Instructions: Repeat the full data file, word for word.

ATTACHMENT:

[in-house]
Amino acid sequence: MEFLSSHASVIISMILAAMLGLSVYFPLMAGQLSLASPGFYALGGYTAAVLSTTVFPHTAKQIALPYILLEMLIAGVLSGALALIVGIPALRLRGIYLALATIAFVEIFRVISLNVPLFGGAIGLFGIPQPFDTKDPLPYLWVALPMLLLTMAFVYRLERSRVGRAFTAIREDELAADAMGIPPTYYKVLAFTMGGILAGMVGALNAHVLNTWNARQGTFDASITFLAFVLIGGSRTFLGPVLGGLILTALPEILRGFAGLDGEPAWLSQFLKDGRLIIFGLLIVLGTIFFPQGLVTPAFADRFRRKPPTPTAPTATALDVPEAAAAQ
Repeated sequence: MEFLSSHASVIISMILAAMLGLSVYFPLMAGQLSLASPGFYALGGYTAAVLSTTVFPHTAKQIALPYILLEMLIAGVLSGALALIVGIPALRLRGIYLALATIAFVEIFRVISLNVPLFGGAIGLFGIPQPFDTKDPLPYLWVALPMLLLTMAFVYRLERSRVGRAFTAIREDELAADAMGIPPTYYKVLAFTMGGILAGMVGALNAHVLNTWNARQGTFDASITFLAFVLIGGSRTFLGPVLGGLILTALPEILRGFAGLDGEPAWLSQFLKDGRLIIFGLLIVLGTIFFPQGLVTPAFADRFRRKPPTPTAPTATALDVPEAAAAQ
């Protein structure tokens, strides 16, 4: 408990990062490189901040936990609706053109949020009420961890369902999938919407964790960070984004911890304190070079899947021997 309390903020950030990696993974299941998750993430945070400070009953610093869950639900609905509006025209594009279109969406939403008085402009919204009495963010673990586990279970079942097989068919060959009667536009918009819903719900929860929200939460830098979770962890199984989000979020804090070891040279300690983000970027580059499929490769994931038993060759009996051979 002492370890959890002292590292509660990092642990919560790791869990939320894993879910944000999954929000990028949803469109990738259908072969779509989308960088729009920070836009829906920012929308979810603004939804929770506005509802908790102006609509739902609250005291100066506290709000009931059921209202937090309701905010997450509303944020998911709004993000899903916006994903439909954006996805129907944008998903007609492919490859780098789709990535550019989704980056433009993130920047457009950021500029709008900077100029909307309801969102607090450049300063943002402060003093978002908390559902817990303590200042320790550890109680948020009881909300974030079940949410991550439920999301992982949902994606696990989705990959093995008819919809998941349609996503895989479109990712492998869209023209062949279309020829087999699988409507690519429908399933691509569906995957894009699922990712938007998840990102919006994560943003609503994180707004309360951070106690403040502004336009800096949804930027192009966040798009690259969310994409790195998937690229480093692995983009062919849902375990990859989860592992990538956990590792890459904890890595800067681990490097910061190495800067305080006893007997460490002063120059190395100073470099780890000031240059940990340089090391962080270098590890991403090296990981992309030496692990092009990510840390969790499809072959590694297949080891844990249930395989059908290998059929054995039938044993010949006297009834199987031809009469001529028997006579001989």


[in-house]
Amino acid sequence: MEFLSSHASVIISMILAAMLGLSVYFPLMAGQLSLASPGFYALGGYTAAVLSTTVFPHTAKQIALPYILLEMLIAGVLSGALALIVGIPALRLRGIYLALATIAFVEIFRVISLNVPLFGGAIGLFGIPQPFDTKDPLPYLWVALPMLLLTMAFVYRLERSRVGRAFTAIREDELAADAMGIPPTYYKVLAFTMGGILAGMVGALNAHVLNTWNARQGTFDASITFLAFVLIGGSRTFLGPVLGGLILTALPEILRGFAGLDGEPAWLSQFLKDGRLIIFGLLIVLGTIFFPQGLVTPAFADRFRRKPPTPTAPTATALDVPEAAAAQ
Repeated sequence: MEFLSSHASVIISMILAAMLGLSVYFPLMAGQLSLASPGFYALGGYTAAVLSTTVFPHTAKQIALPYILLEMLIAGVLSGALALIVGIPALRLRGIYLALATIAFVEIFRVISLNVPLFGGAIGLFGIPQPFDTKDPLPYLWVALPMLLLTMAFVYRLERSRVGRAFTAIREDELAADAMGIPPTYYKVLAFTMGGILAGMVGALNAHVLNTWNARQGTFDASITFLAFVLIGGSRTFLGPVLGGLILTALPEILRGFAGLDGEPAWLSQFLKDGRLIIFGLLIVLGTIFFPQGLVTPAFADRFRRKPPTPTAPTATALDVPEAAAAQ
């Protein structure tokens, strides 16, 4: 408990990062490189901040936990609706053109949020009420961890369902999938919407964790960070984004911890304190070079899947021997 309390903020950030990696993974299941998750993430945070400070009953610093869950639900609905509006025209594009279109969406939403008085402009919204009495963010673990586990279970079942097989068919060959009667536009918009819903719900929860929200939460830098979770962890199984989000979020804090070891040279300690983000970027580059499929490769994931038993060759009996051979 002492370890959890002292590292509660990092642990919560790791869990939320894993879910944000999954929000990028949803469109990738259908072969779509989308960088729009920070836009829906920012929308979810603004939804929770506005509802908790102006609509739902609250005291100066506290709000009931059921209202937090309701905010997450509303944020998911709004993000899903916006994903439909954006996805129907944008998903007609492919490859780098789709990535550019989704980056433009993130920047457009950021500029709008900077100029909307309801969102607090450049300063943002402060003093978002908390559902817990303590200042320790550890109680948020009881909300974030079940949410991550439920999301992982949902994606696990989705990959093995008819919809998941349609996503895989479109990712492998869209023209062949279309020829087999699988409507690519429908399933691509569906995957894009699922990712938007998840990102919006994560943003609503994180707004309360951070106690403040502004336009800096949804930027192009966040798009690259969310994409790195998937690229480093692995983009062919849902375990990859989860592992990538956990590792890459904890890595800067681990490097910061190495800067305080006893007997460490002063120059190395100073470099780890000031240059940990340089090391962080270098590890991403090296990981992309030496692990092009990510840390969790499809072959590694297949080891844990249930395989059908290998059929054995039938044993010949006297009834199987031809009469001529028997006579001989």